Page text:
Should the training of clinical psychologists require competence in the treatment and rehabilitation of individuals with a serious mental illness?

Kim T. Mueser, Steven M. Silverstein, Marianne D. Farkas

Research output: Contribution to journalArticlepeer-review

10 Scopus citations

Abstract

The readership of Psychiatric Rehabilitation Journal is broad and not limited to a single profession; however, in this opinion piece, as the Journal moves under the umbrella of publications operated by the American Psychological Association, we focus on the need to engage one profession, clinical psychology, more fully in working with individuals with a serious mental illness. Many of the arguments provided below also have clear relevance to other professions, and may have implications for increasing their involvement in work with this population. In this opinion piece, we call attention to the insufficient training and lack of investment and involvement in the treatment of serious mental illness of one mental health profession, clinical psychology.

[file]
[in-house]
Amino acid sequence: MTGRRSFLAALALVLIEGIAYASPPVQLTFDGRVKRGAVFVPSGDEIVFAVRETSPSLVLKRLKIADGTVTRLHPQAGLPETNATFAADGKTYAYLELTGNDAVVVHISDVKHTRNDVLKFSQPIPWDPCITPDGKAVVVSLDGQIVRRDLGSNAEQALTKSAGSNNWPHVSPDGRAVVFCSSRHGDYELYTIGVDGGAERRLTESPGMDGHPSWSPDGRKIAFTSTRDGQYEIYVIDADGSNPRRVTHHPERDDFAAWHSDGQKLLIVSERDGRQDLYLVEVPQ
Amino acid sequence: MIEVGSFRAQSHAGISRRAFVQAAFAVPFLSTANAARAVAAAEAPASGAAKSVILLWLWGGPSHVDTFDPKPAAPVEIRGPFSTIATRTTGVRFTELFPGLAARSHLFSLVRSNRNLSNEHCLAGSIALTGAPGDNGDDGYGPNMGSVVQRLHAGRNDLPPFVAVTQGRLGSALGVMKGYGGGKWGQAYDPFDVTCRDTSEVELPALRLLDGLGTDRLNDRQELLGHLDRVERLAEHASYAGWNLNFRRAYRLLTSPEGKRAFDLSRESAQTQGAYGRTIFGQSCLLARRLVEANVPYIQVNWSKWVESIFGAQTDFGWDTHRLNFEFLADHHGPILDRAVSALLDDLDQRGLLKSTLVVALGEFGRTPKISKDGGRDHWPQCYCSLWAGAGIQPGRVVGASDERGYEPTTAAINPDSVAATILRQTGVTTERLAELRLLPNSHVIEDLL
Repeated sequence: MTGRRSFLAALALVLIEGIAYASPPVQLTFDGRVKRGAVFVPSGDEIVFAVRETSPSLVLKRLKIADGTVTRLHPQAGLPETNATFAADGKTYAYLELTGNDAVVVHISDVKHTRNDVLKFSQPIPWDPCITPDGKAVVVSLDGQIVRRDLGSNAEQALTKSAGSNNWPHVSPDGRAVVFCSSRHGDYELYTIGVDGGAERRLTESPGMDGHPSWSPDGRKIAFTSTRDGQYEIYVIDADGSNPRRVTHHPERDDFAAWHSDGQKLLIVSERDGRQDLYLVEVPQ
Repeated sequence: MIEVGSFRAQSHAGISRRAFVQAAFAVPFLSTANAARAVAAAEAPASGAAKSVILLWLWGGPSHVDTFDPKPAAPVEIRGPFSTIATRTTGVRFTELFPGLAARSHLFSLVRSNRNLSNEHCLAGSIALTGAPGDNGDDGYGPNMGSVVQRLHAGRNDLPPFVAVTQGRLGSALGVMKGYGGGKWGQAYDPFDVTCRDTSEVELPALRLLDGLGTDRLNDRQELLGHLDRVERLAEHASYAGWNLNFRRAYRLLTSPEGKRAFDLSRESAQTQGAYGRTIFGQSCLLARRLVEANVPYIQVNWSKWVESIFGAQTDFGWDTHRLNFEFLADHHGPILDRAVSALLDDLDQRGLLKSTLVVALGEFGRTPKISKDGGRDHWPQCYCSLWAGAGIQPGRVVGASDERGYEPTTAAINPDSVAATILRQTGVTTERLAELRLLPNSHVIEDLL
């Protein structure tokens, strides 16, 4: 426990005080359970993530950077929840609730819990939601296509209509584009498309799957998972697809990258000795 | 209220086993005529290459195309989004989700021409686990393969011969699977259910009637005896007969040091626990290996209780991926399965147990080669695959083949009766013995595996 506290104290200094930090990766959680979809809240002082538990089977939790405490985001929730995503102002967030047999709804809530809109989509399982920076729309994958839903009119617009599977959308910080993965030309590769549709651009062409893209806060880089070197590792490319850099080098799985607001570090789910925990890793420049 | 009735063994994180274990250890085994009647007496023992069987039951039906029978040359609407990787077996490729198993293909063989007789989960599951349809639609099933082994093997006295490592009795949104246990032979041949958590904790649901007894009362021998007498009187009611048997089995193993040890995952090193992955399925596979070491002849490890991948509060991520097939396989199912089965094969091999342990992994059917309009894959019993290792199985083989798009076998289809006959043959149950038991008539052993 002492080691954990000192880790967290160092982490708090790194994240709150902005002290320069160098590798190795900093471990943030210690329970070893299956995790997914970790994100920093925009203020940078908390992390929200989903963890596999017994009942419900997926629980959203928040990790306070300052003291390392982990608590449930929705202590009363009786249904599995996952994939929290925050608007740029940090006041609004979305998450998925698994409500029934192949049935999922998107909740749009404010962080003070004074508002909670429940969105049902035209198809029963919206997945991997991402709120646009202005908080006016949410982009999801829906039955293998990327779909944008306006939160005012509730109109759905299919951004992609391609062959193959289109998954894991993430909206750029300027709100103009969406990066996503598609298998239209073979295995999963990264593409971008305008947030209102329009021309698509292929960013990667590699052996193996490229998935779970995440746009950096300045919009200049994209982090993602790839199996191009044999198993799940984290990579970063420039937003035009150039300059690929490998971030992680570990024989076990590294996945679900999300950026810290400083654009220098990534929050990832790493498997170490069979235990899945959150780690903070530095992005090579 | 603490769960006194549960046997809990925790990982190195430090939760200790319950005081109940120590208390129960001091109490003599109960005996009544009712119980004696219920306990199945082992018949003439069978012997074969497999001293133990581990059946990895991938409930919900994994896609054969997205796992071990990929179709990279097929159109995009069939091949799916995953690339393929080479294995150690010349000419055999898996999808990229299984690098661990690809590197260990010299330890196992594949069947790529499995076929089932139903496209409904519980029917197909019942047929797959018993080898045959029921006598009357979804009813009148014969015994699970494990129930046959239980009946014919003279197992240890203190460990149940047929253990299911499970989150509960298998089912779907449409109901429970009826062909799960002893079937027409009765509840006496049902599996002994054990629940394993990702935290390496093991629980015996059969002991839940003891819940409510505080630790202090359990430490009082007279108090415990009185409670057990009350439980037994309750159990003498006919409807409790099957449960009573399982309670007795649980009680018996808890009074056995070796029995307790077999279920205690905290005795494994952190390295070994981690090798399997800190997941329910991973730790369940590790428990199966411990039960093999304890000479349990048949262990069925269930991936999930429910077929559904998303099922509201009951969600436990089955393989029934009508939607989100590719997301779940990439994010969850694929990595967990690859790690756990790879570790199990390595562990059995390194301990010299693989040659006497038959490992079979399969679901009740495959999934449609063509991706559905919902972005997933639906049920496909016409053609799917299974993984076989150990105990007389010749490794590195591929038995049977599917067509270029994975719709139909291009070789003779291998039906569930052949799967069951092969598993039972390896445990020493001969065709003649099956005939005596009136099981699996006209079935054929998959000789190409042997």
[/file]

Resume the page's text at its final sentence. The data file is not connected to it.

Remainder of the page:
Original languageEnglish (US)
Pages (from-to)54-59
Number of pages6
JournalPsychiatric rehabilitation journal
Volume36
Issue number1
DOIs
StatePublished - Mar 2013

ASJC Scopus subject areas

  • Health Professions (miscellaneous)
  • Rehabilitation
  • Psychiatry and Mental health

Fingerprint

Dive into the research topics of 'Should the training of clinical psychologists require competence in the treatment and rehabilitation of individuals with a serious mental illness?'. Together they form a unique fingerprint.

Cite this